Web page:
The formula for the finished perfume is made up as follows:
|Perfume concentrate as above (Parfum BM)||15 kilos|
|Tincture of musk No. 2||4 litres|
|Alcohol at 95o||81 litres|
After chilling and filtration one obtains 100 liters of perfume.
Many simple, small-scale chemical processes may be profitably used by the perfumer or his associates. One thinks of the fractional distillation of Virginian cedarwood oil, for example, or the interesting end-product of distilling bergamot oil over oakmoss, just as the larger supply houses have distilled geranium over rose flowers and petitgrain over orange flowers. The separation of a determined portion or portions of a known essential oil can also yield an attractive result. Nothing should be overlooked, in fact, that may contribute a novel and perhaps an in inimitable note to a new perfume.
No perfume can be better than the concentrate from which it is prepared. Hence the necessity not merely of ensuring the best results in conception and formulation but also of taking every possible care in the selection, purchase and storage of raw materials. A constant standard of quality is essential.
Citrus oils are among those materials which deteriorate relatively rapidly. Stocks should therefore be used up accordingly and any falling off in quality duly noted and acted upon. Storage basements, etc., should be dry, shaded and well ventilated. They should afford adequate protection against normal fire risks. Storage should preferably be in glass, although internally lined aluminium cans provide one of the permissible alternatives. Some oxidation-prone essential oils are often treated on the production site with traces (e.g. 1 part in 20,000) of antioxidants, but the practice of adding such materials should be kept to a minimum and note knowingly encouraged in fine perfumery. First-grade fresh oil is always superior to comparable treated oil.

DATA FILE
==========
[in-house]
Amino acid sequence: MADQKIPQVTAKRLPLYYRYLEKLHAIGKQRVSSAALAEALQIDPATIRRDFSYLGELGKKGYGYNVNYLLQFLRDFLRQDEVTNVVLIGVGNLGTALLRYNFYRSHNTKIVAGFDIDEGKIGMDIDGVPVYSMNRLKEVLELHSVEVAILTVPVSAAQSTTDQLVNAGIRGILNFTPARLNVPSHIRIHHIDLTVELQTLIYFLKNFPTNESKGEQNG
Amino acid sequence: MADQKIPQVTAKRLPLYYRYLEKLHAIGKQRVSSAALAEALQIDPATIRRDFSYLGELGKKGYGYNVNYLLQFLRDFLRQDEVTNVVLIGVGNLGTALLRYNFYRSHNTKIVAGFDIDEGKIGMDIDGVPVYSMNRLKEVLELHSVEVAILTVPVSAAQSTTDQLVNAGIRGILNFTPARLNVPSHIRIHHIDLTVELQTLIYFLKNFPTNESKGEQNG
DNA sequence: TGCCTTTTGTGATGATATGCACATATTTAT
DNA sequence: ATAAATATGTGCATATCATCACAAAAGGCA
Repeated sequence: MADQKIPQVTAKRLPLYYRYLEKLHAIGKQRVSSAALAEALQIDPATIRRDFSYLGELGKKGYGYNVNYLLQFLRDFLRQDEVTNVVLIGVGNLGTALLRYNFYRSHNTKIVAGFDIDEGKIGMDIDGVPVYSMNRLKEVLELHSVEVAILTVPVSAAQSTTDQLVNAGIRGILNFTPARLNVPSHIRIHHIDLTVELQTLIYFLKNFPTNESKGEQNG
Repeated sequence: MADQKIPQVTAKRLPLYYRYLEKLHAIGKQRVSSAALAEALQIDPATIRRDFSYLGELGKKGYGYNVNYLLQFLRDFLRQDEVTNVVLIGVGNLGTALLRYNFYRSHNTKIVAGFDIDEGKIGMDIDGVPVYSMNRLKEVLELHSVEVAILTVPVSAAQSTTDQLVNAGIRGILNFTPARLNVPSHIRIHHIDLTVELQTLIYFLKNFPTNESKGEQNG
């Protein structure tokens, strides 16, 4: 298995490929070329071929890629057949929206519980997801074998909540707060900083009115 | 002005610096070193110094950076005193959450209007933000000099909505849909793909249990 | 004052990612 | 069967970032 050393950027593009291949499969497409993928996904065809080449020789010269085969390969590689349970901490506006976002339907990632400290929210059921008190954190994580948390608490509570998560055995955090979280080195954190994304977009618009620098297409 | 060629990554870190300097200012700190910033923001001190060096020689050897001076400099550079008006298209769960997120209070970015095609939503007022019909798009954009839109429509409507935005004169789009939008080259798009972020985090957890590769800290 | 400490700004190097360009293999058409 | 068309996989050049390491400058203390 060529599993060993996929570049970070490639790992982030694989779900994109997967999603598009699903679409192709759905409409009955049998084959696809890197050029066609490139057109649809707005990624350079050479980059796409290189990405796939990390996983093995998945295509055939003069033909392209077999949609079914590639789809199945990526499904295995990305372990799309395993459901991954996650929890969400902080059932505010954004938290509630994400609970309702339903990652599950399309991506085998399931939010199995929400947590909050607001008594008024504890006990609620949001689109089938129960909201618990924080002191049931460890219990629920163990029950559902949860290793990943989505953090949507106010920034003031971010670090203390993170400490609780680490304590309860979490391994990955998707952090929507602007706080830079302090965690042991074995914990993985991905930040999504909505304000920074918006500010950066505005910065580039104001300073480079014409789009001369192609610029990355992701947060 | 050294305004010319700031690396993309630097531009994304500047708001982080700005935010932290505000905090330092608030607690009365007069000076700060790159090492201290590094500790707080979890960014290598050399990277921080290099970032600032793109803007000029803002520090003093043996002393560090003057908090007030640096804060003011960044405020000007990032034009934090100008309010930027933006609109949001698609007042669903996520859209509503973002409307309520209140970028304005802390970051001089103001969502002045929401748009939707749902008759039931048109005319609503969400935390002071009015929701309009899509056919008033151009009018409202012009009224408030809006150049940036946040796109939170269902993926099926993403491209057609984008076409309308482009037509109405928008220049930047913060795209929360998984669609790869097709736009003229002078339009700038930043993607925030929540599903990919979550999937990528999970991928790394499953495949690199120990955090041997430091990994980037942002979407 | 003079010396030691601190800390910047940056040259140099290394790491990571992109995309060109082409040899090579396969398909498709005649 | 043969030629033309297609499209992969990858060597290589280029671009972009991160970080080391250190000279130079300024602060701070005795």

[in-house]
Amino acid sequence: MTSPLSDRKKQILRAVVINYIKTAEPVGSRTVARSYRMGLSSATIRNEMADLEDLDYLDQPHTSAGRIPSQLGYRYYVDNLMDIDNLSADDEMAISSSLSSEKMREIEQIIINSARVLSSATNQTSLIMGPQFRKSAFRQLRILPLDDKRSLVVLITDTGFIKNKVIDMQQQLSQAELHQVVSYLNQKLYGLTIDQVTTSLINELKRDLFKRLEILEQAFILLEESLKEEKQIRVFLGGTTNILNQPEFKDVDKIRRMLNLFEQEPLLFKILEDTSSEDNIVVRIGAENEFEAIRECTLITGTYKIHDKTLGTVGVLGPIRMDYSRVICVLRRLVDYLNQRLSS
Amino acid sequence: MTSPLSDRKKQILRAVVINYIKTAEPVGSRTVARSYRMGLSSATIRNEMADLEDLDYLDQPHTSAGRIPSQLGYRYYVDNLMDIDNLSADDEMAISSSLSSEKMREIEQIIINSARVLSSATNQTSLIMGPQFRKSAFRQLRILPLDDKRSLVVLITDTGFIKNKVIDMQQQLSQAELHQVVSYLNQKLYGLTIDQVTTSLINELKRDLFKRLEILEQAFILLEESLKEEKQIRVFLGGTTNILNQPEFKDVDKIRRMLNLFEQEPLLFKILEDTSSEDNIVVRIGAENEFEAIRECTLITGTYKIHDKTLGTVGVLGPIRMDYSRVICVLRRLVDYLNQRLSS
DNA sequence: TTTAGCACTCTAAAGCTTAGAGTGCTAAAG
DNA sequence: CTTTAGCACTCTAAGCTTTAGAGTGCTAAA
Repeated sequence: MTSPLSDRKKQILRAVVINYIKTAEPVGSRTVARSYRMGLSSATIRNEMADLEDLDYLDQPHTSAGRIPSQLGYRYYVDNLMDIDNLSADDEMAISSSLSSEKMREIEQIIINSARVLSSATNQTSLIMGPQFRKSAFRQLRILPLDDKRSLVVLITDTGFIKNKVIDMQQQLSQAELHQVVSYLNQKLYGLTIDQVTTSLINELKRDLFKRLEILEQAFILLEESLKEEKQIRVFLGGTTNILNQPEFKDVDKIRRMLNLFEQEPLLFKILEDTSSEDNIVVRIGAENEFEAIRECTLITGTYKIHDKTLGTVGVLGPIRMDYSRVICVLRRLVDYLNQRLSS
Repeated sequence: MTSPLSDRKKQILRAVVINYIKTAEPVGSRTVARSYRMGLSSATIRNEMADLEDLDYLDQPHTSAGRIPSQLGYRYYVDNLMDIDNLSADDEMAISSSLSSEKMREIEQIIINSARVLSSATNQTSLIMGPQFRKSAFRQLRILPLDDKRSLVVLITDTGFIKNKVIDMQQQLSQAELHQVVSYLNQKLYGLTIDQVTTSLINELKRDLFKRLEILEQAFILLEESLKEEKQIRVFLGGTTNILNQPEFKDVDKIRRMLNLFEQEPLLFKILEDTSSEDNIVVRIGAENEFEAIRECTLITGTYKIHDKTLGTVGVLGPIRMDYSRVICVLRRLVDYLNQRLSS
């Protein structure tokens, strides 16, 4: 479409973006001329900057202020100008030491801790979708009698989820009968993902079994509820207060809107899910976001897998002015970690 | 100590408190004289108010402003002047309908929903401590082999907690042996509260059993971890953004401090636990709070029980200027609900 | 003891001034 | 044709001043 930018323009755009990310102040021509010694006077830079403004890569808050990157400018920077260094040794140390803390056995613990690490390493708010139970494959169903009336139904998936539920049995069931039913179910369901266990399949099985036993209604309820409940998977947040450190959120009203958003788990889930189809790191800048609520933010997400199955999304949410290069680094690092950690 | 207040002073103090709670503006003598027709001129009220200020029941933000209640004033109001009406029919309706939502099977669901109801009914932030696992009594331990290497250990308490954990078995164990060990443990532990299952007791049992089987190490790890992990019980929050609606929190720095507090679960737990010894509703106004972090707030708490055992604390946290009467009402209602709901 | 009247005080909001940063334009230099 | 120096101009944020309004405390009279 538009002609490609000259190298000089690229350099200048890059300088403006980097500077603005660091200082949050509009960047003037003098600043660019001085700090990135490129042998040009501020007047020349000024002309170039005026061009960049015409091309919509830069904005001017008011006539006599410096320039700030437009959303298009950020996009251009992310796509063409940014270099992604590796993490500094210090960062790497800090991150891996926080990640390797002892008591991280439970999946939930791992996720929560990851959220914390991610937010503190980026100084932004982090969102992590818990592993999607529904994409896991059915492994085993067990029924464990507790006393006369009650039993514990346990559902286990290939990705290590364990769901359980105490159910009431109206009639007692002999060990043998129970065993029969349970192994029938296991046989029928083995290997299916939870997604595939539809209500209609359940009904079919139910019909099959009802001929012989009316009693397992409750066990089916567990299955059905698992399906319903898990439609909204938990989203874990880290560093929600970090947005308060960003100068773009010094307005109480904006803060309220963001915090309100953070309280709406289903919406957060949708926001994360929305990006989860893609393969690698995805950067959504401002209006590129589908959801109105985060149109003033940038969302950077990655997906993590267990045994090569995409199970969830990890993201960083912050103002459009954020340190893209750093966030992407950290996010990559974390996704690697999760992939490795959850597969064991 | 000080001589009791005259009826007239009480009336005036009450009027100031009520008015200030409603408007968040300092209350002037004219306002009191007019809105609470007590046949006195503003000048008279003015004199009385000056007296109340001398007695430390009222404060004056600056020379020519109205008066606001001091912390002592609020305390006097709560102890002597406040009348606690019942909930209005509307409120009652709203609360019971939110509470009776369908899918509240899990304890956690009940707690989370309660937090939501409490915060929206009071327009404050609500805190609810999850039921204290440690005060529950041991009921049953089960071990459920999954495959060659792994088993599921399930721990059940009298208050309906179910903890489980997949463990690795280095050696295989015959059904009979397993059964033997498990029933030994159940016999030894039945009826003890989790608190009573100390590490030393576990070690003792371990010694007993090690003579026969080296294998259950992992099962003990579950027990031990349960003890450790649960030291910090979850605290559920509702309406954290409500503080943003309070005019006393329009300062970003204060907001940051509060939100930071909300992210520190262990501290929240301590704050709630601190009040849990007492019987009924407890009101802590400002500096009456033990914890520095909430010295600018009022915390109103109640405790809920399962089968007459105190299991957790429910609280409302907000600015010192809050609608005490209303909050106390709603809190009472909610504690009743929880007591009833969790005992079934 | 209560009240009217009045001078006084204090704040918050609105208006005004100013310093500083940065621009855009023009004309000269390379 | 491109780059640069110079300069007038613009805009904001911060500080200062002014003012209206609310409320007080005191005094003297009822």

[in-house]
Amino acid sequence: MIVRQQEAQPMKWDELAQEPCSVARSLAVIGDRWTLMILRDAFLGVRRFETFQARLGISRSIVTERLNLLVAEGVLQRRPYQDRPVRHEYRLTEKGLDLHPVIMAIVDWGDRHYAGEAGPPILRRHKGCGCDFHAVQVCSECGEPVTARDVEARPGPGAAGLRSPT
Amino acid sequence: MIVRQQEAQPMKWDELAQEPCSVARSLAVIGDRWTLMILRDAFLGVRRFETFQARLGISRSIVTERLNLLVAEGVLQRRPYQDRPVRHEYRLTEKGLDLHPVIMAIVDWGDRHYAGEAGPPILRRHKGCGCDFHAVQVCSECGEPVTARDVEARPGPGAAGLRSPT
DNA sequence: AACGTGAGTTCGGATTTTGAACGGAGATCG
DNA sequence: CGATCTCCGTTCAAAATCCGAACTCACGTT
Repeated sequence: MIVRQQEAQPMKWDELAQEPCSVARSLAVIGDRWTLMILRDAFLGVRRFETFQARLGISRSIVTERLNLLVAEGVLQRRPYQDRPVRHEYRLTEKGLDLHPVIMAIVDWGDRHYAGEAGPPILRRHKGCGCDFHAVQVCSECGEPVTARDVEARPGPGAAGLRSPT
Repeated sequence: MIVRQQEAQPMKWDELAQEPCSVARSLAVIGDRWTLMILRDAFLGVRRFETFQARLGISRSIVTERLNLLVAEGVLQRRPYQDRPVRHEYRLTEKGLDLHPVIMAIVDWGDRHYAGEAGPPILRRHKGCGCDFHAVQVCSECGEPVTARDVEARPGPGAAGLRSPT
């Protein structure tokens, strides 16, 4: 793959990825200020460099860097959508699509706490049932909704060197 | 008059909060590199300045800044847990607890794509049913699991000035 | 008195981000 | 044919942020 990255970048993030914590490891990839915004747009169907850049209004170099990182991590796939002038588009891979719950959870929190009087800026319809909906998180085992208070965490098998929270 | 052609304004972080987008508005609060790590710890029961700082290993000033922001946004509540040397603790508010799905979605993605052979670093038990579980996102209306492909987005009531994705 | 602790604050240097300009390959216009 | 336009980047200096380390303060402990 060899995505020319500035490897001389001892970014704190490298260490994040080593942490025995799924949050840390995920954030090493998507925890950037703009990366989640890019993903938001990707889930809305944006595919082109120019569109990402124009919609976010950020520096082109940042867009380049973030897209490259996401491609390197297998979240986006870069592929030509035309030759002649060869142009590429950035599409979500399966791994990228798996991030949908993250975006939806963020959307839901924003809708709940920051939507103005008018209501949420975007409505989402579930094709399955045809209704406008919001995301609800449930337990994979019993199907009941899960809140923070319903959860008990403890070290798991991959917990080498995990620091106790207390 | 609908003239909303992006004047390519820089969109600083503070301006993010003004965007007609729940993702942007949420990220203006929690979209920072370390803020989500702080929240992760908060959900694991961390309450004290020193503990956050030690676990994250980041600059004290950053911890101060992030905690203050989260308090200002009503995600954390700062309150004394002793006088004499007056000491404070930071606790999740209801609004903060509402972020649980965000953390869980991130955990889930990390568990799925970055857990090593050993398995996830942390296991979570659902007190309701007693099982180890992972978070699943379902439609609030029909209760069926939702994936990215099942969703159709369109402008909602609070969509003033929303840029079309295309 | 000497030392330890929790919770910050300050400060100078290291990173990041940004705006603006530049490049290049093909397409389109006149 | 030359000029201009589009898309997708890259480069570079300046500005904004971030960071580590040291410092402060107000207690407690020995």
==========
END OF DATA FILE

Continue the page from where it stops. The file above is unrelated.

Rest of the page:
A few odorants, e.g. myristic aldehyde, should not be stored in the cold. This particular aldehyde tends to polymerise if kept below room temperature.
When weighing-out, the formula may conveniently be typed on a Cellophane-wrapped card and clipped into a holder having a movable wide flat strip, designed to indicate clearly the actual line that is to be wieghed.
Much thought should be given to the containers and other utensils, in respect of the metals from which they are fabricated (e.g. good quality tinplate) and their design (e.g. with spouts for drip-free pouring and bases suitable for use on a steam bath or hot plate.
Accurate weighing is essential, and especially so in the case of very small quantities, which may have to be weighed separately on a more sensitive balance or used as a 10, 5 or 1 per cent solution in ethyl alcohol, benzyl benzoate, diethyl phthalate or other appropriate diluent. A very serviceable type of balance is one that incorporates a zero resetting device and a calculator which shows automatically, at the end of the weighing, the same total as that shown in the typed formula.
Most mixtures are prepared in the cold, but some require gentle heating to promote thorough solution. Sensitive materials such as flower absolutes and fatty aldehydes should be added only after such dissolving-with-heat has been affected and the blend allowed to cool.
Modern mixing equipment offers many improvements on the old-fashioned hand methods once used in the perfumery industry. The steps that follow comprise the maturation of the concentrate on storage and (in the case of spirituous perfumes) its subsequent reduction or dilution with alcohol; its chilling, filtration and filling into bottles.
Probably the best way of preparing a finished perfume consisting of the compounded odorants known as the perfume concentrate, together with alcohol and water, is to pre-mix the concentrate with an equal quantity by volume of the alcohol, and then to dilute the rest of the alcohol with the proper amount of distilled water, allow to cool completely, and then add the concentrate-plus-alcohol with renewed stirring. This method tends to prevent colloidal precipitation of part of the concentrate, which one gets by adding the concentrate to the main bulk of alcohol initially, or the difficulty in solubilisation that may arise when the concentrate is added last of all.